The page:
In high mountain areas, the absolute number of vulnerable rural people is small, but they represent almost 70% of the population living above 2,500 meters, and many live in extreme poverty. The higher prevalence of vulnerability at higher elevations and the importance of these areas for the overall sustainability of mountain ecosystems warrant particular attention.

It is generally accepted that mountain people live in remote, isolated areas that are poorly served by physical infrastructure and social services. In Ethiopia, for instance, about half of the mountain population and 40% of the non-mountain population live more than 5 kilometers from roads. In Afghanistan and China, the figure for mountain people is around one third and for nonmountain people, about 20%. In Peru, however, just 20% of mountain people and 13% of non-mountain people live more than 5 kilometers from a road (Huddleston et al. 2003).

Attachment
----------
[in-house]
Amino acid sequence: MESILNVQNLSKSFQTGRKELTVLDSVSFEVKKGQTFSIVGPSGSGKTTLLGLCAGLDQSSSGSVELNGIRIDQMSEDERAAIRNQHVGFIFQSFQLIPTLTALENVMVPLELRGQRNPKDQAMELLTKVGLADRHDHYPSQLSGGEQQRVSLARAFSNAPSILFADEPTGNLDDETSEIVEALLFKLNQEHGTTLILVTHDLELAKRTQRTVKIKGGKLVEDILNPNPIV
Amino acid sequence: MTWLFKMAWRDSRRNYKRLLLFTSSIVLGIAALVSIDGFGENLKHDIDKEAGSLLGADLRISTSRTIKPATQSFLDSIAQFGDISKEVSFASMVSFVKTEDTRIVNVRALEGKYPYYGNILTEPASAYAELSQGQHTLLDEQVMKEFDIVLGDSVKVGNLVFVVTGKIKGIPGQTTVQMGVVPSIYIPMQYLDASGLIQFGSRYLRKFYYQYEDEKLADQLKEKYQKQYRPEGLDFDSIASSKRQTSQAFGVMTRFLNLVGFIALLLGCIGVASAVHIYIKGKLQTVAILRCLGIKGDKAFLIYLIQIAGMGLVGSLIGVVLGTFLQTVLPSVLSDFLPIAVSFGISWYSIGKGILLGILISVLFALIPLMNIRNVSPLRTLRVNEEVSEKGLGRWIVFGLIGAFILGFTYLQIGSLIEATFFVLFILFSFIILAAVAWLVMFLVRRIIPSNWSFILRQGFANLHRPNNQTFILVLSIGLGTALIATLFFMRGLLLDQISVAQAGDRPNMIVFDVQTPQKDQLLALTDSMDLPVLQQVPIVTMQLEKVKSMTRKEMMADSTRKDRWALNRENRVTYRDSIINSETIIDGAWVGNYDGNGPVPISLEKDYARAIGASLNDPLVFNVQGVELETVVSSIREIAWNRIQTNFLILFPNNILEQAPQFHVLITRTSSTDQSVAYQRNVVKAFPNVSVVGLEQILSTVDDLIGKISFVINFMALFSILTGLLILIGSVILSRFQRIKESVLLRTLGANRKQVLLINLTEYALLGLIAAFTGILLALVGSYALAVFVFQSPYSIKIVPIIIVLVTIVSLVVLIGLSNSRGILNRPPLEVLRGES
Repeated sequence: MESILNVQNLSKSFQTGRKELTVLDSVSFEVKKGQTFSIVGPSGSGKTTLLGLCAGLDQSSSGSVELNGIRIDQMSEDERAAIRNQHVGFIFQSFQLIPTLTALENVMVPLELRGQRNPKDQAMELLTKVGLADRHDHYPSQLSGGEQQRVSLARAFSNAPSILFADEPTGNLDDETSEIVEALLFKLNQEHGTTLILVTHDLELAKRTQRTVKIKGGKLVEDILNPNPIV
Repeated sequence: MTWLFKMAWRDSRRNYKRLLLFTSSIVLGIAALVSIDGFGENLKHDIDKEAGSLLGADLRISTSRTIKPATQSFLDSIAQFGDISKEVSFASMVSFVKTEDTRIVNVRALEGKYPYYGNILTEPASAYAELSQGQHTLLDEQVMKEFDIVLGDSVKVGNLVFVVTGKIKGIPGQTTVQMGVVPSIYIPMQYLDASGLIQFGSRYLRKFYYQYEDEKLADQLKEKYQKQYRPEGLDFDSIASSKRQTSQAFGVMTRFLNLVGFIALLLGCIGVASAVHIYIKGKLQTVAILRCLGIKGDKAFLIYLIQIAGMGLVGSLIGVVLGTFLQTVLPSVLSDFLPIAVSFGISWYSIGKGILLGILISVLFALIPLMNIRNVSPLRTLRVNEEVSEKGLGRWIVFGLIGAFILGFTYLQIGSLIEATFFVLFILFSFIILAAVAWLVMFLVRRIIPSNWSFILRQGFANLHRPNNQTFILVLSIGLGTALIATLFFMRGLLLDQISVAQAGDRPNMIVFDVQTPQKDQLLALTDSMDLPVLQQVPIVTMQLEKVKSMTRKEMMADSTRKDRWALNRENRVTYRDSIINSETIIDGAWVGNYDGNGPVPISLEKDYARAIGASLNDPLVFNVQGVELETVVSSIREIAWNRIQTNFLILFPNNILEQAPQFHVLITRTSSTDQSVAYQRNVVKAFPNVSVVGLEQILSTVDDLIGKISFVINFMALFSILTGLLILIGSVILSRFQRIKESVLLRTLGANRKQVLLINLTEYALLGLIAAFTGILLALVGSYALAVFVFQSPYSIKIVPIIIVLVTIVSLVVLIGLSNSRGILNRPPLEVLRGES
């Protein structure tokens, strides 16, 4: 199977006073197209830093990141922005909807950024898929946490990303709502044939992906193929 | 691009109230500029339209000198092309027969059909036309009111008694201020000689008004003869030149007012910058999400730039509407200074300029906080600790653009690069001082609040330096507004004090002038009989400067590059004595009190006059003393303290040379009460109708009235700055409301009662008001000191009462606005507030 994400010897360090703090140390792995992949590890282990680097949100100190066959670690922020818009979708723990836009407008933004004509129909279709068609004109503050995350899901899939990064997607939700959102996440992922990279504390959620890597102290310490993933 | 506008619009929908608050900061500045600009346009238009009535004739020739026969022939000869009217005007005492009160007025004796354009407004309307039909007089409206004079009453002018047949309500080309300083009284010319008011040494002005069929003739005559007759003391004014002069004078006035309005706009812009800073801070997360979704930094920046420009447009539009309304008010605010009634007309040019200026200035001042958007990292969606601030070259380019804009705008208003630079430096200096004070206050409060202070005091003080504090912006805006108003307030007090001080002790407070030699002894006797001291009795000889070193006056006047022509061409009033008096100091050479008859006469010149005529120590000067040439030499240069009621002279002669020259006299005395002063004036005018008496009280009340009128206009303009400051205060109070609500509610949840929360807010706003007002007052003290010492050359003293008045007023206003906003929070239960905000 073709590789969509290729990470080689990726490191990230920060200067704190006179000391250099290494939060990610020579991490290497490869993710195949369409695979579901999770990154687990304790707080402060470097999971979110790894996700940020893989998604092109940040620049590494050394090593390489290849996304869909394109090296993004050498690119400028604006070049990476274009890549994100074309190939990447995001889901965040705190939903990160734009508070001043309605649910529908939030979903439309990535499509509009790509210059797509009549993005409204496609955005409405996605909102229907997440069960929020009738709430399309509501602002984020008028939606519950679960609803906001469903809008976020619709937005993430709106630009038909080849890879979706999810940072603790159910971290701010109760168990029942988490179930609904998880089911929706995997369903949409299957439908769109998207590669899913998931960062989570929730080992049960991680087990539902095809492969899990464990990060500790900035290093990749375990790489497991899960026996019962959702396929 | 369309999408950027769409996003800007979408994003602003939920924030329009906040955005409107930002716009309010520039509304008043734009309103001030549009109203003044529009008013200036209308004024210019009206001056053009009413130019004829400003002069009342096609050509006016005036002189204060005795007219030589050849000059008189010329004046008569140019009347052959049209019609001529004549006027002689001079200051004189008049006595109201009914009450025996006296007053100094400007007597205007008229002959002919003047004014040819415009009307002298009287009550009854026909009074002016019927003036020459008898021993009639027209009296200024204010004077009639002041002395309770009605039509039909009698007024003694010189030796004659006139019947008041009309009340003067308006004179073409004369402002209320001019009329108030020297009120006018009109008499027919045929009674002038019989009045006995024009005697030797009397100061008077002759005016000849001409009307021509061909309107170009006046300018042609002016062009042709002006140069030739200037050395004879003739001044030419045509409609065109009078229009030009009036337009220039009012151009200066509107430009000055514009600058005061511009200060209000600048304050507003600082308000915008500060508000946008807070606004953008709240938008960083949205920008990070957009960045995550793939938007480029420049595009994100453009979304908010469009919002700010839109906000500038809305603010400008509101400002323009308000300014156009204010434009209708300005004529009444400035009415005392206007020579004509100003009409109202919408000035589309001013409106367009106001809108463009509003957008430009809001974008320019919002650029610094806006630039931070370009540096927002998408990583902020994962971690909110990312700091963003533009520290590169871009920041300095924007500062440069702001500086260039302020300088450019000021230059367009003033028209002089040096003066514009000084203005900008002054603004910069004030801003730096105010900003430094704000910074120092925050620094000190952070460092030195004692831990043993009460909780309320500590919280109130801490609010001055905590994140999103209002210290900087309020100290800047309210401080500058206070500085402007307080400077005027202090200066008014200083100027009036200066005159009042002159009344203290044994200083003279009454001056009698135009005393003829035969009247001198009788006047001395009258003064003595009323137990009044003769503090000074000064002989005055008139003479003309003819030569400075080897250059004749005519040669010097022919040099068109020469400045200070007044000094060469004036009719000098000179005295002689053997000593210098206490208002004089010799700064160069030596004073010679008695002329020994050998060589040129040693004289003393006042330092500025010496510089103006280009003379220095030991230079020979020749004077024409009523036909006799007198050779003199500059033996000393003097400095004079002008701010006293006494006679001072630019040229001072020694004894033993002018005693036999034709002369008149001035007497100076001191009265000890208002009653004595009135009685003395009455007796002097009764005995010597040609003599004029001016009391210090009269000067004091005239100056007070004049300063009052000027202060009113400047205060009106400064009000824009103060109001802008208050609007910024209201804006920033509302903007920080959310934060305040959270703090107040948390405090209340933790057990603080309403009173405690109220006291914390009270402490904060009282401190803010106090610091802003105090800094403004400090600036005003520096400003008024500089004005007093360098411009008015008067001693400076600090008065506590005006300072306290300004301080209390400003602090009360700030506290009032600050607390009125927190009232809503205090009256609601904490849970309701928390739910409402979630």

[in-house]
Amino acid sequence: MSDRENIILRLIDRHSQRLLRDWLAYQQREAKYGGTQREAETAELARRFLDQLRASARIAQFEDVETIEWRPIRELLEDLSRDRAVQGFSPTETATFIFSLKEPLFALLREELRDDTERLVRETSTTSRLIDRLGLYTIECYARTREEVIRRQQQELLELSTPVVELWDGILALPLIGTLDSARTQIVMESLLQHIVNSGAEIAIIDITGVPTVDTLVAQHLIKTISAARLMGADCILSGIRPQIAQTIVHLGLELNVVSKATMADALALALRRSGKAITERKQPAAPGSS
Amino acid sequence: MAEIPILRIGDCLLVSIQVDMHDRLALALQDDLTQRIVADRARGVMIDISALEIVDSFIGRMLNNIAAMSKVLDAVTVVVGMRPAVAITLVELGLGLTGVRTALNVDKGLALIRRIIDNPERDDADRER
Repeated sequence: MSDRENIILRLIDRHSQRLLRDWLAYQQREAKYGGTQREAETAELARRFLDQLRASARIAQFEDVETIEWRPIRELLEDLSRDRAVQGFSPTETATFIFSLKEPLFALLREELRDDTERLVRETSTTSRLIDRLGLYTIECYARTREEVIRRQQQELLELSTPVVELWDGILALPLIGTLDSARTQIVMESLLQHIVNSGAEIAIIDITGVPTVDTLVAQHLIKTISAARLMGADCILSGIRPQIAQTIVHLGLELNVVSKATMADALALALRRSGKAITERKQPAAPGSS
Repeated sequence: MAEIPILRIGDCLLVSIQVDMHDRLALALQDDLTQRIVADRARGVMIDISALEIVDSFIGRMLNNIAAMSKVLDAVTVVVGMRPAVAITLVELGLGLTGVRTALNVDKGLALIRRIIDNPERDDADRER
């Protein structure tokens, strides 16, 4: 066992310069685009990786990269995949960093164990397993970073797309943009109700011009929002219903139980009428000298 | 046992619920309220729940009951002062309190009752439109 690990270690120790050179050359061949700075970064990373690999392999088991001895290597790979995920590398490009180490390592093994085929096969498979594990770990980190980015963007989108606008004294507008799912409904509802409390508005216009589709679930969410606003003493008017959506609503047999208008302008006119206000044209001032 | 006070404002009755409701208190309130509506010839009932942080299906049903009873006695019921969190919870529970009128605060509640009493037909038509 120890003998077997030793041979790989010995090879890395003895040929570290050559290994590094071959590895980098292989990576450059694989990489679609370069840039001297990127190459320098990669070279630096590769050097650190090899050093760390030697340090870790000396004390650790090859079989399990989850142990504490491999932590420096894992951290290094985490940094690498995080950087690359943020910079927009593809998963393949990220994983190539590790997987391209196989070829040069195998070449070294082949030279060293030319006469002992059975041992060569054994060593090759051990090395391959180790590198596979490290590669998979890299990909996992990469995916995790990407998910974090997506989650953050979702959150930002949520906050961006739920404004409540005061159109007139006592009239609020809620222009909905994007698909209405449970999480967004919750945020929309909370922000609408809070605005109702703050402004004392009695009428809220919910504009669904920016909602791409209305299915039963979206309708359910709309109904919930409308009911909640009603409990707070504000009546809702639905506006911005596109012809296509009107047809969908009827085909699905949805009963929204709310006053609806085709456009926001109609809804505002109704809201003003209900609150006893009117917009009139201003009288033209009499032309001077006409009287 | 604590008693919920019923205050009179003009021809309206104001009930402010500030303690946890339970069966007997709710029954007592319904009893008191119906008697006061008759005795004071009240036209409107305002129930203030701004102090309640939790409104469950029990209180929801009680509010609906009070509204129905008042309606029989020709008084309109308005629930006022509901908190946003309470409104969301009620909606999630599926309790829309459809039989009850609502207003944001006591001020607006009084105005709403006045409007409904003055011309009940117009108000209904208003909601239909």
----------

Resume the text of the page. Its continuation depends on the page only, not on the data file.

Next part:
In 33 of the 40 mountainous developing countries covered by the FAO report (Huddleston et al. 2003), there has been an increase in malnutrition as the proportion of mountain people has increased, measured by the prevalence of vitamin A, iron, and iodine deficiencies (globally the most significant micronutrient deficiencies in children). There are also significant differences in the distribution of micronutrient deficiencies across regions. Vitamin A deficiency is particularly common in mountainous countries of eastern and southern Africa, where consumption of fruits and vegetables that are rich in vitamin A is low; iodine deficiency is particularly prevalent in the Himalaya, where the soils have been leached of their iodine-carrying salts; and iron deficiency is common across all regions, though with somewhat greater incidence in sub-Saharan Africa.